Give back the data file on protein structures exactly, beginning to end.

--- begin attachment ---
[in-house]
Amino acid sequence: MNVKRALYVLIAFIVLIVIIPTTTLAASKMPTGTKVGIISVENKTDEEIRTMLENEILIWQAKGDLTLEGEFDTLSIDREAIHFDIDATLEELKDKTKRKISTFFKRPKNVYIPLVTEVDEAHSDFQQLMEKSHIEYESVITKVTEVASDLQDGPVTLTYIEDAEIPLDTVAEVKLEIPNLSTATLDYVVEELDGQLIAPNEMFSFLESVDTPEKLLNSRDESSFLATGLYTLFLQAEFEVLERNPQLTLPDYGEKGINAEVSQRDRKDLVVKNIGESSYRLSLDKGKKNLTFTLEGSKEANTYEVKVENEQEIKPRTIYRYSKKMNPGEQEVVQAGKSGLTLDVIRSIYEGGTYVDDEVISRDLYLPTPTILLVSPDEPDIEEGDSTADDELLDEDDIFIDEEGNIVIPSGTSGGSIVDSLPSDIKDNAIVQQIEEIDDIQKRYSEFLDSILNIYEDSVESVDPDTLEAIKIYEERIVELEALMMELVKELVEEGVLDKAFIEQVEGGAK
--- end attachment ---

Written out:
[in-house]
Amino acid sequence: MNVKRALYVLIAFIVLIVIIPTTTLAASKMPTGTKVGIISVENKTDEEIRTMLENEILIWQAKGDLTLEGEFDTLSIDREAIHFDIDATLEELKDKTKRKISTFFKRPKNVYIPLVTEVDEAHSDFQQLMEKSHIEYESVITKVTEVASDLQDGPVTLTYIEDAEIPLDTVAEVKLEIPNLSTATLDYVVEELDGQLIAPNEMFSFLESVDTPEKLLNSRDESSFLATGLYTLFLQAEFEVLERNPQLTLPDYGEKGINAEVSQRDRKDLVVKNIGESSYRLSLDKGKKNLTFTLEGSKEANTYEVKVENEQEIKPRTIYRYSKKMNPGEQEVVQAGKSGLTLDVIRSIYEGGTYVDDEVISRDLYLPTPTILLVSPDEPDIEEGDSTADDELLDEDDIFIDEEGNIVIPSGTSGGSIVDSLPSDIKDNAIVQQIEEIDDIQKRYSEFLDSILNIYEDSVESVDPDTLEAIKIYEERIVELEALMMELVKELVEEGVLDKAFIEQVEGGAK